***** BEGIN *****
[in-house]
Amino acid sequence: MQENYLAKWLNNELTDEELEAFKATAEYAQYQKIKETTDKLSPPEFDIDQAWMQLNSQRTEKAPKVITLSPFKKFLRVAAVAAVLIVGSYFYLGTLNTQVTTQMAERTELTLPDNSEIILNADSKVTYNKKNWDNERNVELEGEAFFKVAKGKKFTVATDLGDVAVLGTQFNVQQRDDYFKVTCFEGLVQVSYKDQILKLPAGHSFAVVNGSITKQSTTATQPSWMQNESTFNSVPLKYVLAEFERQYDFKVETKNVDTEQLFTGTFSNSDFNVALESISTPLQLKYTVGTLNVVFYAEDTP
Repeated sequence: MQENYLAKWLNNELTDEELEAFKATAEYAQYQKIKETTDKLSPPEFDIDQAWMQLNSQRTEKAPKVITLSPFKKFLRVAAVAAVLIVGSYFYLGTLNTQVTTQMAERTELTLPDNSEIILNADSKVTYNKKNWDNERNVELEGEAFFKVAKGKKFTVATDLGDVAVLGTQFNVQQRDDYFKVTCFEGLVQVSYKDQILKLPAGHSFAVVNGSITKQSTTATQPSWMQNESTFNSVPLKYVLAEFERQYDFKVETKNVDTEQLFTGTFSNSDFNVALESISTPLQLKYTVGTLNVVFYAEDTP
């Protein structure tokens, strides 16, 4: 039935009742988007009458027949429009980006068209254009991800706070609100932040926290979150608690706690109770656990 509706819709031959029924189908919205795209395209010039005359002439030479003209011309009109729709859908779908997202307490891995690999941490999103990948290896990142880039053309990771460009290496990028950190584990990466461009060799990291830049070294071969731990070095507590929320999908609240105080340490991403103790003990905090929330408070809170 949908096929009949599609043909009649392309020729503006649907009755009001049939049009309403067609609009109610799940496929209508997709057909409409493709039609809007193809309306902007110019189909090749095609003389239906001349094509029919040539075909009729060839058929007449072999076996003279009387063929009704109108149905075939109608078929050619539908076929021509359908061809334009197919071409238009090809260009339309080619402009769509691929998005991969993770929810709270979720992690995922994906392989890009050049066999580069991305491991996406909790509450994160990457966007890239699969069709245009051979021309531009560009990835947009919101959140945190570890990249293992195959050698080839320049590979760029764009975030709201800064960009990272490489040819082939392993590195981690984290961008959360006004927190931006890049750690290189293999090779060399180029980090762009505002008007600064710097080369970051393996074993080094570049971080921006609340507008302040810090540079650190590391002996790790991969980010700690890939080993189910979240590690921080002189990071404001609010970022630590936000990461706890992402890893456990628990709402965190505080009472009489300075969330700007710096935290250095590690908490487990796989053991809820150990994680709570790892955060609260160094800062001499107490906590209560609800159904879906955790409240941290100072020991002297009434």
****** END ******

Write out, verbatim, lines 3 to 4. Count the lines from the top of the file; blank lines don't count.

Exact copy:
Repeated sequence: MQENYLAKWLNNELTDEELEAFKATAEYAQYQKIKETTDKLSPPEFDIDQAWMQLNSQRTEKAPKVITLSPFKKFLRVAAVAAVLIVGSYFYLGTLNTQVTTQMAERTELTLPDNSEIILNADSKVTYNKKNWDNERNVELEGEAFFKVAKGKKFTVATDLGDVAVLGTQFNVQQRDDYFKVTCFEGLVQVSYKDQILKLPAGHSFAVVNGSITKQSTTATQPSWMQNESTFNSVPLKYVLAEFERQYDFKVETKNVDTEQLFTGTFSNSDFNVALESISTPLQLKYTVGTLNVVFYAEDTP
């Protein structure tokens, strides 16, 4: 039935009742988007009458027949429009980006068209254009991800706070609100932040926290979150608690706690109770656990 509706819709031959029924189908919205795209395209010039005359002439030479003209011309009109729709859908779908997202307490891995690999941490999103990948290896990142880039053309990771460009290496990028950190584990990466461009060799990291830049070294071969731990070095507590929320999908609240105080340490991403103790003990905090929330408070809170 949908096929009949599609043909009649392309020729503006649907009755009001049939049009309403067609609009109610799940496929209508997709057909409409493709039609809007193809309306902007110019189909090749095609003389239906001349094509029919040539075909009729060839058929007449072999076996003279009387063929009704109108149905075939109608078929050619539908076929021509359908061809334009197919071409238009090809260009339309080619402009769509691929998005991969993770929810709270979720992690995922994906392989890009050049066999580069991305491991996406909790509450994160990457966007890239699969069709245009051979021309531009560009990835947009919101959140945190570890990249293992195959050698080839320049590979760029764009975030709201800064960009990272490489040819082939392993590195981690984290961008959360006004927190931006890049750690290189293999090779060399180029980090762009505002008007600064710097080369970051393996074993080094570049971080921006609340507008302040810090540079650190590391002996790790991969980010700690890939080993189910979240590690921080002189990071404001609010970022630590936000990461706890992402890893456990628990709402965190505080009472009489300075969330700007710096935290250095590690908490487990796989053991809820150990994680709570790892955060609260160094800062001499107490906590209560609800159904879906955790409240941290100072020991002297009434």